Both Mehboob and Imtiaz point out that the Supreme Court has stopped short of specifying what technologies ECP can and should use in carrying out its mandate and responsibilities. Janjua states that while the ECP is generally obligated to enforce just and fair elections, and bound to investigate if there is evidence of corrupt practice, to say that the Supreme Court is saying that they are required to investigate and trace ballots is not accurate at all.
Imtiaz explains that election law provides remedies against grievances at every stage of the election process from delimitation of constituencies, to nomination of candidates, to the polling process. He also agrees that ECP is bound to investigate corrupt practices but to say that this advisory opinion is directing the commission to trace and investigate ballot papers is conjecture at this point.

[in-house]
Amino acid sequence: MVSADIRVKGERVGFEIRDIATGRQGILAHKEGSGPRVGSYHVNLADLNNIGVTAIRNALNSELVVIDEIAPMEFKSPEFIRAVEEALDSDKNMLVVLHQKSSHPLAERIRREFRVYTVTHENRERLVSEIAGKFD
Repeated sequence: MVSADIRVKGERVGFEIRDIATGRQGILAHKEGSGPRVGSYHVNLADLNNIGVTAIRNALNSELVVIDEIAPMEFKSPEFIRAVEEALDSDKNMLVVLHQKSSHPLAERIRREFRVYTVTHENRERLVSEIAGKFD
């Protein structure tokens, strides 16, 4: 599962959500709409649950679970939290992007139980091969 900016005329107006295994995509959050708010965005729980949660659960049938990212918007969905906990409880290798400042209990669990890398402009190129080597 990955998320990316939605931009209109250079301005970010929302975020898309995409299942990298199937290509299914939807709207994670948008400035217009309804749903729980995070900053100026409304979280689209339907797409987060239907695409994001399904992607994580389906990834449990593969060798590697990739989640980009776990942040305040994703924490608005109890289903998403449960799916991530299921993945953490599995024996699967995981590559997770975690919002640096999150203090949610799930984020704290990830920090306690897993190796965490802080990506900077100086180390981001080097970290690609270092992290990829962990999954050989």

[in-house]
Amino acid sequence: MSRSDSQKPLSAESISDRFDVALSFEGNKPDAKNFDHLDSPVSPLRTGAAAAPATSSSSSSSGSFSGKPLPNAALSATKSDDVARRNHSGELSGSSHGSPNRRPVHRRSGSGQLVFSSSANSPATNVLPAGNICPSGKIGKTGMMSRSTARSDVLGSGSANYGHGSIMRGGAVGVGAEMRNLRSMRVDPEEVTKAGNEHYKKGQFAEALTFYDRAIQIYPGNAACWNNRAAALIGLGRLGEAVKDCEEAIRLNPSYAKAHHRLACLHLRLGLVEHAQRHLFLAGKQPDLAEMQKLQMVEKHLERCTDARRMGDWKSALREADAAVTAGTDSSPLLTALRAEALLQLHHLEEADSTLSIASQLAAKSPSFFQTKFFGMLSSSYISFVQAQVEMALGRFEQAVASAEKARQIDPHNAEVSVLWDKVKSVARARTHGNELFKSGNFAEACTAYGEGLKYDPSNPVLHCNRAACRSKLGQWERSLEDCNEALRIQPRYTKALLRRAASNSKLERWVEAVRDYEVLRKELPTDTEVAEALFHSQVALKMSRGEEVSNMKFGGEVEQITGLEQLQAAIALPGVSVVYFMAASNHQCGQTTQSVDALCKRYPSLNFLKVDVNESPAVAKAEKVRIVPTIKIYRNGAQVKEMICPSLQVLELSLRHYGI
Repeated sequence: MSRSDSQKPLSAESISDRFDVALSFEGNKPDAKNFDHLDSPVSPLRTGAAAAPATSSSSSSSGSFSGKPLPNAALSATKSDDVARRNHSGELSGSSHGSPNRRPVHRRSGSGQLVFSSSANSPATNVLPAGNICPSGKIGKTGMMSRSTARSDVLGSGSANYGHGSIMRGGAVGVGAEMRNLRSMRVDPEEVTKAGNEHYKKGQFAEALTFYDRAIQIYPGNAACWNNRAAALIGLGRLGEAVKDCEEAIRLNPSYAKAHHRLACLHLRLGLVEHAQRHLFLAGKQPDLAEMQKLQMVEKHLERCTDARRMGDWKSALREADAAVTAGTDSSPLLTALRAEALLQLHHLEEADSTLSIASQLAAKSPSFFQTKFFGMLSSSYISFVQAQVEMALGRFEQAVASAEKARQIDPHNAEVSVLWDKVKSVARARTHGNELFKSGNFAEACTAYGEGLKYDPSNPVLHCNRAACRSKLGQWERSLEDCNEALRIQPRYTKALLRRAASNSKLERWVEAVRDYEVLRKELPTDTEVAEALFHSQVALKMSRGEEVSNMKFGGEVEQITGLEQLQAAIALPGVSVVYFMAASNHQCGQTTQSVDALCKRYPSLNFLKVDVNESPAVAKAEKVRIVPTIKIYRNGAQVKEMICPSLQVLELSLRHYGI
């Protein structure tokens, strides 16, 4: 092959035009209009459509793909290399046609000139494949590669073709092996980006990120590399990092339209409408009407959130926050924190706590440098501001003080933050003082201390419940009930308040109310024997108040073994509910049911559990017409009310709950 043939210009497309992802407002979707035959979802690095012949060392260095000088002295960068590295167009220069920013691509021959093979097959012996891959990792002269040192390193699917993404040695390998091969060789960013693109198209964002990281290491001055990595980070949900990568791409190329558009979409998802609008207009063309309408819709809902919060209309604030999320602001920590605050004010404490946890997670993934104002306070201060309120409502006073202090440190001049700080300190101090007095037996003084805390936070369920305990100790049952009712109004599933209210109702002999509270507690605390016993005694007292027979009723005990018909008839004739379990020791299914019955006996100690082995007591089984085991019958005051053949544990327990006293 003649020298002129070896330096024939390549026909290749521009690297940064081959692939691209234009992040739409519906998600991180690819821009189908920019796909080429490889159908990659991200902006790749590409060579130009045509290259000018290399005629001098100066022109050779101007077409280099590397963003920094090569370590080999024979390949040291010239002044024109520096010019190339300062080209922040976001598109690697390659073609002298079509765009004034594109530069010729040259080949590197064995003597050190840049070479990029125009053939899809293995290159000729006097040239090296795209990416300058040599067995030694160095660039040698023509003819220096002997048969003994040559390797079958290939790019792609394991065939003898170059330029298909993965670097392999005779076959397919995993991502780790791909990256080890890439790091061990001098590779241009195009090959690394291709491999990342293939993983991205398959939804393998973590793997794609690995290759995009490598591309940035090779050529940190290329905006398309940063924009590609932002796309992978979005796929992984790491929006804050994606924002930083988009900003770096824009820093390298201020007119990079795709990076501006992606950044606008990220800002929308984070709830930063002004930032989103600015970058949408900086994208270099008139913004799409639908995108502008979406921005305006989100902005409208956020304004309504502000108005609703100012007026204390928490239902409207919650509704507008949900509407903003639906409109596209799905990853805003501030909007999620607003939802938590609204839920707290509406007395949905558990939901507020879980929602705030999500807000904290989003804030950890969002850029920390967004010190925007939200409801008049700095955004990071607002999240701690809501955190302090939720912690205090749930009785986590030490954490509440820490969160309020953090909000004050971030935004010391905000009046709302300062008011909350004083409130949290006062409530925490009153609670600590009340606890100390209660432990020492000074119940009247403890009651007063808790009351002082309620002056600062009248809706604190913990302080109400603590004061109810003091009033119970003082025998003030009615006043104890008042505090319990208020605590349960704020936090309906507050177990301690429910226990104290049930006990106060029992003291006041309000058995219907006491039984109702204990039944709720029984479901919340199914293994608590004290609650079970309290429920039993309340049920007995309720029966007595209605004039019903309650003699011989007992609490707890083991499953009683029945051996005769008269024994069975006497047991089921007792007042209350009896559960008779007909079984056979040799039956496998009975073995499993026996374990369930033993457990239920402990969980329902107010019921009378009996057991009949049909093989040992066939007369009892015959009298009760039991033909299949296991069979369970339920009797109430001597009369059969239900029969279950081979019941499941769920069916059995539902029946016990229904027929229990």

By mentioning the use of technology and stating that secrecy is not absolute, states Imtiaz, the Supreme Court has opened a door for ECP, making provisions for the commission to temper secrecy in investigating corrupt practices should it choose to. It has also allowed for future legislation that makes provisions for traceable and identifiable ballot papers. But the advisory opinion stops here.
To say that it has bound the commission to do anything is “wishful thinking,” Imtiaz states. If Pansota’s opinion was accurate, ECP would have postponed the Senate elections and applied the directives that it stipulates the Supreme Court as having made, Imtiaz points out. However, since the advisory opinion, as it stands in the short order, has left it up to ECP to apply its provisions, the commission acknowledged the suggestions made and chose to carry out Senate elections as per past protocol.
Senate elections: The conclusion